May 29, 2012 | David F. Coppedge

The Wonder and Blunder in Your Skull

Even when it goes awry, the brain wins an award of cosmic proportions, according to a veteran psychiatrist.

In an article for the BBC News about Sir Robin Murray’s lifelong research into the causes of schizophrenia, the interviewer put the most significant quote in the first paragraph:

We won’t be able to understand the brain. It is the most complex thing in the universe,” says Professor Sir Robin Murray, one of the UK’s leading psychiatrists.

Earlier this month, though, Chris Stringer entitled an article in Nature (485, May 3, 2012, pp. 33-35, doi:10.1038/485033a ), “Evolution: What makes a modern human.”  He seemed more interested in the skull – the container – than the cosmic superlative inside it.

PhysOrg, likewise, put the human brain on an evolutionary continuum with those of mice, even though the scientists admitted mouse brains have not evolved since mice first scurried about.  “The brains of larger mammals, such as humans, however, have a completely different structure to those of mice,” the article said, leaving some readers to wonder how evolution can produce opposites – stasis and radical restructuring – within a single theory.

How does evolution get from brain to mind?  Current Biology (22:10, R392-R396, 22 May 2012, doi:10.1016/j.cub.2012.03.033) recognized the philosophical difficulty in trying to explain, in material terms, something as simple as our conscious experience of qualia (singular, quale), i.e., “the phenomenal aspect of consciousness or ‘what it is like’ character of subjective experience.”

Perhaps the most difficult biological question of all might be how and why electrochemical neuronal activity in the brain generates subjective conscious experience such as the redness of red or the painfulness of pain. Neuroscientists track how light impinging on the retina is transformed into electrical pulses (neuronal spikes), relayed through the visual thalamus to reach the visual cortex, and finally culminates in activity within speech-related areas causing us to say ‘red’. But how such experience as the redness of red emerges from the processing of sensory information is utterly mysterious. It is also unclear why these experiences possess phenomenal characteristics, which can be directly accessed only from the subject having the experience. This is called the ‘hard problem’ of consciousness as coined by the philosopher David Chalmers.

This was no problem at all for Dan Jones, though, who in New Scientist argued that evolution wired our brains to argue.  Indeed, contra Sir Robin Murray, he believed he could understand the brain.  Darwin showed him how.  In “The argumentative ape: Why we’re wired to persuade,” Jones tried to persuade readers that evolution wired us to engage in several logical fallacies, including confirmation bias.  “We’re all guilty of flawed thinking because our brains evolved to win others round to our point of view – whether or not our reasoning is logical,” he argued persuasively, using game theory and other methods to show how our brains “evolved to” do this or that deceptive thing.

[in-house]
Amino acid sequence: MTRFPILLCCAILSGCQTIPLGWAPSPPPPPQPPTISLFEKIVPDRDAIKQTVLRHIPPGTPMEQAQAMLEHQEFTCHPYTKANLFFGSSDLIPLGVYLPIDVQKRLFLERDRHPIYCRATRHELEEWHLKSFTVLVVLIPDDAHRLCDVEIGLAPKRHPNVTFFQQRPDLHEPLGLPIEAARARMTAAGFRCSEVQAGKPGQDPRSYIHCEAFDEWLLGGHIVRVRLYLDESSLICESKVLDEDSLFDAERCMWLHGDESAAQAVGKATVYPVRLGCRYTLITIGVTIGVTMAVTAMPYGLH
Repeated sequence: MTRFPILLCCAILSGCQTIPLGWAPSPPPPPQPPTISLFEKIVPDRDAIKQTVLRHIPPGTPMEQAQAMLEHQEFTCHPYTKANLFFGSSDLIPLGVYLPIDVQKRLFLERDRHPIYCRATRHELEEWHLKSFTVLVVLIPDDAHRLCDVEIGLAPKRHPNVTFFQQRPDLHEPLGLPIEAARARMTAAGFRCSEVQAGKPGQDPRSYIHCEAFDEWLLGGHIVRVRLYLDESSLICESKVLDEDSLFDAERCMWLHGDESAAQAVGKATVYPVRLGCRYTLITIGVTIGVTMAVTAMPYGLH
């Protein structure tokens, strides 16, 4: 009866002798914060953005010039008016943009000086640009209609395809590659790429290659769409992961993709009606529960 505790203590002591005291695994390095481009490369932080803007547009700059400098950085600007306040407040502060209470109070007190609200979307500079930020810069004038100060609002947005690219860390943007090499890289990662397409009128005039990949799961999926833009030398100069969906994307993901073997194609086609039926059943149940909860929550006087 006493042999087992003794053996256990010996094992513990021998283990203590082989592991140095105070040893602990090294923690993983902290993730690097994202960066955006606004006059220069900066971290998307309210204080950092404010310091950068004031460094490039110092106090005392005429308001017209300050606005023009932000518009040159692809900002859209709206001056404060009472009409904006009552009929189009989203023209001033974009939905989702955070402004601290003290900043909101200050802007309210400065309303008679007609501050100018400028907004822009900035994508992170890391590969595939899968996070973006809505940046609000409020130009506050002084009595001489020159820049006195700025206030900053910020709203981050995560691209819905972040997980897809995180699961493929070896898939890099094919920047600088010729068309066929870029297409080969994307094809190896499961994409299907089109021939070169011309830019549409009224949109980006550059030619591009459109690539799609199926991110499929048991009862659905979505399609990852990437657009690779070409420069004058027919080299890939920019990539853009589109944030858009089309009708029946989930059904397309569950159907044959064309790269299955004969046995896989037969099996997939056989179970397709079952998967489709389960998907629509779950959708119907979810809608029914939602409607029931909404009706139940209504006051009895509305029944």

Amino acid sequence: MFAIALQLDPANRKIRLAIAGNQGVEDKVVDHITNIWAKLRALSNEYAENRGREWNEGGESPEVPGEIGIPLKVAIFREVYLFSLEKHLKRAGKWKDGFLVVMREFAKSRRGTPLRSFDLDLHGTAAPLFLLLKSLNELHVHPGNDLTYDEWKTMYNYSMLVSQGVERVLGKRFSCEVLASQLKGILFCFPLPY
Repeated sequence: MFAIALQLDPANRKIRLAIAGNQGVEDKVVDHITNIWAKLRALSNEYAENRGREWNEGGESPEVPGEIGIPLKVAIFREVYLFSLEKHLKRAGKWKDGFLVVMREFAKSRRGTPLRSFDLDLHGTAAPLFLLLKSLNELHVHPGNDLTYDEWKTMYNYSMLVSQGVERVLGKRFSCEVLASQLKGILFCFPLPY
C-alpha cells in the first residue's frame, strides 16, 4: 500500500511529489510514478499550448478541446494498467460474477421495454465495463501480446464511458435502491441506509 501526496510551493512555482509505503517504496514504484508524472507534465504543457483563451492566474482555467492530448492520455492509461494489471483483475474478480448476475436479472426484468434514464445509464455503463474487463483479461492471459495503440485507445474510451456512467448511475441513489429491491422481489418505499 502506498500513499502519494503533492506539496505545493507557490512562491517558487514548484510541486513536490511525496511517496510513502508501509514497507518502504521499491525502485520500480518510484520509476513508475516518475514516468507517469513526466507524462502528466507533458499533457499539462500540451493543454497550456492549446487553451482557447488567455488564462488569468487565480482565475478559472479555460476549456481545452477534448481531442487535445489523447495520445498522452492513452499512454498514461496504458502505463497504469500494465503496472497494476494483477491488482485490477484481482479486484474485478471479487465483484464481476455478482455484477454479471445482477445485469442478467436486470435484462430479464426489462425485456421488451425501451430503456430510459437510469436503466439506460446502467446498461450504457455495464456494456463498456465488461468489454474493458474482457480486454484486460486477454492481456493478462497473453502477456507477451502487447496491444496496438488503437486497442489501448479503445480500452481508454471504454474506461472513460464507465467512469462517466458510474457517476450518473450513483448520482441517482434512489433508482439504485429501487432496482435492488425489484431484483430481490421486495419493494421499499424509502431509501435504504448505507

Jones was sure he was not guilty himself, even if he didn’t take time to explain how he himself got outside of evolution to look back at the rest of humanity from an unguided process that produced a “flawed instrument” geared to “dupe others” rather than to recognize logic, reason, and truth – let alone qualia.

Didn’t Robin Murray discuss paranoia and schizophrenia as delusions?  “”The amazing thing about schizophrenia is these are people who have to live their life without being able to believe their senses,” he said.  “When you or I hear something we know that it is real.”  Yet Dan Jones can look at the most complex thing in the universe and argue, as if he believes what he is saying is true and real, that it is the result of pointless mutations that resulted in our brains evolving to manipulate others.

Exercise: Prove that Dan Jones is not manipulating you but is logically speaking truth by using reason.  Use only Darwinian presuppositions.  (Warning: this is an exercise in futility.)

Follow-up exercise:  Provide an evolutionary explanation for the quale of futility.

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  • rockyway says:

    ‘This was no problem at all for Dan Jones, though, who in New Scientist argued that evolution wired our brains to argue.’

    – Many Darwinists (e.g. Jones) appear ‘wired up’ about the Origins debate, but it’s not evolution that’s responsible :=}

    Surely ‘wired’ is now an obsolete metaphor.
    The irony of a Darwinist using this term is that it is only intelligent agents that wire things.

    The materialist has to explain how it is that mere matter became possessed by the desire to argue. Certainly no one has ever seen such a thing. (Perhaps if we saw the world correctly we’d see rocks falling down a hill as beings in a rush to get to a debate on time.)

    – Mike Johnson

  • Robert Byers says:

    This YEC creationist questions the complex brain thing.
    First we are made in the image of GOd and our thinking is like a gOd.
    Our brain only relays thoughts into the body but the brain is not tho origin of thoughts. its a machine and can break.
    Our thinking can not break. we think like God1

    We are unrelated to animals in our thinking.

    We should segregate our thinking being from the machine that translates thoughts to the body.

    I came to the conclusion retardation is only a memory interference and unrelated to the competence of ones thinking or ones brain.
    if we start from a biblical presumption of a soul then we could heal better.
    God gave us a clue.

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